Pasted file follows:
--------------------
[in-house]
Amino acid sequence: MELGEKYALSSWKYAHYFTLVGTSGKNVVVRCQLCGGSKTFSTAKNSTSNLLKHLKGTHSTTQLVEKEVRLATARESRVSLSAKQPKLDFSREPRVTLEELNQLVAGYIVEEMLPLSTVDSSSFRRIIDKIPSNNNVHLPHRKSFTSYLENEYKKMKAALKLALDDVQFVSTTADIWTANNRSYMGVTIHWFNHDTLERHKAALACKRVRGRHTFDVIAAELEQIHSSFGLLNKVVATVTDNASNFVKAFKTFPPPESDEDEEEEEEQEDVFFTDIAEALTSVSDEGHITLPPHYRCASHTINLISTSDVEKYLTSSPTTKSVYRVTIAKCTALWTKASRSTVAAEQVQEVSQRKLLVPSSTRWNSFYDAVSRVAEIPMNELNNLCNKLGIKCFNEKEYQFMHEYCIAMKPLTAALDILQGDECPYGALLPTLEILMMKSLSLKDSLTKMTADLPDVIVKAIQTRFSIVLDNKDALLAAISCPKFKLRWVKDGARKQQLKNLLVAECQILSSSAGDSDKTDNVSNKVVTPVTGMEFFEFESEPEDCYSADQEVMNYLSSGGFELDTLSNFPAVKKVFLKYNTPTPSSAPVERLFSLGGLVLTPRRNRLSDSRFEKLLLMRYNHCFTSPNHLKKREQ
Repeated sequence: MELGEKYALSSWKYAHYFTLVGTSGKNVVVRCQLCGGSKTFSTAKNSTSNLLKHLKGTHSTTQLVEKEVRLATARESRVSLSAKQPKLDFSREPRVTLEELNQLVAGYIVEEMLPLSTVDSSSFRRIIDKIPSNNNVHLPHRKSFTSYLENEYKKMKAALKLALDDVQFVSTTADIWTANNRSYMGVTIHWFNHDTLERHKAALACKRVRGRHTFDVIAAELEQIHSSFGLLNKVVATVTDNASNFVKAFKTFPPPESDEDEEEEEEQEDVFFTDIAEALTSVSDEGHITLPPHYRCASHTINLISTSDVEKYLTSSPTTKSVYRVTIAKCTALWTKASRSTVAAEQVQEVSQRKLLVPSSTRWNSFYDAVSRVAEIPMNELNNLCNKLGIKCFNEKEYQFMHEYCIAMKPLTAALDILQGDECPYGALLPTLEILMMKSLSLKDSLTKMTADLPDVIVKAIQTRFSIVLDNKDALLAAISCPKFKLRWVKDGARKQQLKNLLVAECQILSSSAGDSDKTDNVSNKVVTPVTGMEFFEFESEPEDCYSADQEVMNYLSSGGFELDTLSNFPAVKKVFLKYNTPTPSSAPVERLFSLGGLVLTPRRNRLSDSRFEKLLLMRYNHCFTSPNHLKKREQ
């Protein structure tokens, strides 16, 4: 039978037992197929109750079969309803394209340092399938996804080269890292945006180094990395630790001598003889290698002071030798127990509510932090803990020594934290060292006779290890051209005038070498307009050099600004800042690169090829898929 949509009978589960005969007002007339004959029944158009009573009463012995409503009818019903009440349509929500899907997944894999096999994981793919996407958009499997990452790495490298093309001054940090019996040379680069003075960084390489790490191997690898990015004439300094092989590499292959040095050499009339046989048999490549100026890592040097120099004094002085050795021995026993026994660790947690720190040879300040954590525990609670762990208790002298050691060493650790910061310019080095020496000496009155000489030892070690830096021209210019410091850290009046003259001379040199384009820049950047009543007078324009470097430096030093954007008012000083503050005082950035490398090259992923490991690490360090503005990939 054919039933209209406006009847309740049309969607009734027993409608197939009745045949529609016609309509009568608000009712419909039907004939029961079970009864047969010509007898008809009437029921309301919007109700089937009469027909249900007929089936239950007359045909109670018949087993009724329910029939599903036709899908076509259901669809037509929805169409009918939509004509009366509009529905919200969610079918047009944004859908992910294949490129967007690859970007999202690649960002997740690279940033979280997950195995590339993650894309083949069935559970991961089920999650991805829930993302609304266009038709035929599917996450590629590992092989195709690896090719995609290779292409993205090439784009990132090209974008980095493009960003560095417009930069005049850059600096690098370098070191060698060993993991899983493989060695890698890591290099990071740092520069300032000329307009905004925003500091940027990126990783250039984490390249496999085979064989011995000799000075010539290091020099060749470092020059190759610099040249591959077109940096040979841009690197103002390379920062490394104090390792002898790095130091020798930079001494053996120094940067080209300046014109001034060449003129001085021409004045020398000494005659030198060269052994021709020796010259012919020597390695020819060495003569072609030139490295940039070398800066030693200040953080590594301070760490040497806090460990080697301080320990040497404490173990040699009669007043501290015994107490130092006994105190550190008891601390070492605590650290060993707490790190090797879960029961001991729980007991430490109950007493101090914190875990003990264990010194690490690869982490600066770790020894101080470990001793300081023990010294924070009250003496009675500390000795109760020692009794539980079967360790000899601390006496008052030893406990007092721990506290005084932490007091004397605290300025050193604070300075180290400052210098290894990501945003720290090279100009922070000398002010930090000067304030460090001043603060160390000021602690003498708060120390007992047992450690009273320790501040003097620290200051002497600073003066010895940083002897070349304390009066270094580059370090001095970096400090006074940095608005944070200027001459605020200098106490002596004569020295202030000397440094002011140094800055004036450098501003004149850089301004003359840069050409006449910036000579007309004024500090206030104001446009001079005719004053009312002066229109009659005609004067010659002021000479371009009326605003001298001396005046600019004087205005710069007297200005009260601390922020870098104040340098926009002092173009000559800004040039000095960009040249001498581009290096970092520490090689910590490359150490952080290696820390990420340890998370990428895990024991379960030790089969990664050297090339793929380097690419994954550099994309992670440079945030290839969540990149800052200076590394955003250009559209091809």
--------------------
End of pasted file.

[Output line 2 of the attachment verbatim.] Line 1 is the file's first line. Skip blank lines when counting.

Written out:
Amino acid sequence: MELGEKYALSSWKYAHYFTLVGTSGKNVVVRCQLCGGSKTFSTAKNSTSNLLKHLKGTHSTTQLVEKEVRLATARESRVSLSAKQPKLDFSREPRVTLEELNQLVAGYIVEEMLPLSTVDSSSFRRIIDKIPSNNNVHLPHRKSFTSYLENEYKKMKAALKLALDDVQFVSTTADIWTANNRSYMGVTIHWFNHDTLERHKAALACKRVRGRHTFDVIAAELEQIHSSFGLLNKVVATVTDNASNFVKAFKTFPPPESDEDEEEEEEQEDVFFTDIAEALTSVSDEGHITLPPHYRCASHTINLISTSDVEKYLTSSPTTKSVYRVTIAKCTALWTKASRSTVAAEQVQEVSQRKLLVPSSTRWNSFYDAVSRVAEIPMNELNNLCNKLGIKCFNEKEYQFMHEYCIAMKPLTAALDILQGDECPYGALLPTLEILMMKSLSLKDSLTKMTADLPDVIVKAIQTRFSIVLDNKDALLAAISCPKFKLRWVKDGARKQQLKNLLVAECQILSSSAGDSDKTDNVSNKVVTPVTGMEFFEFESEPEDCYSADQEVMNYLSSGGFELDTLSNFPAVKKVFLKYNTPTPSSAPVERLFSLGGLVLTPRRNRLSDSRFEKLLLMRYNHCFTSPNHLKKREQ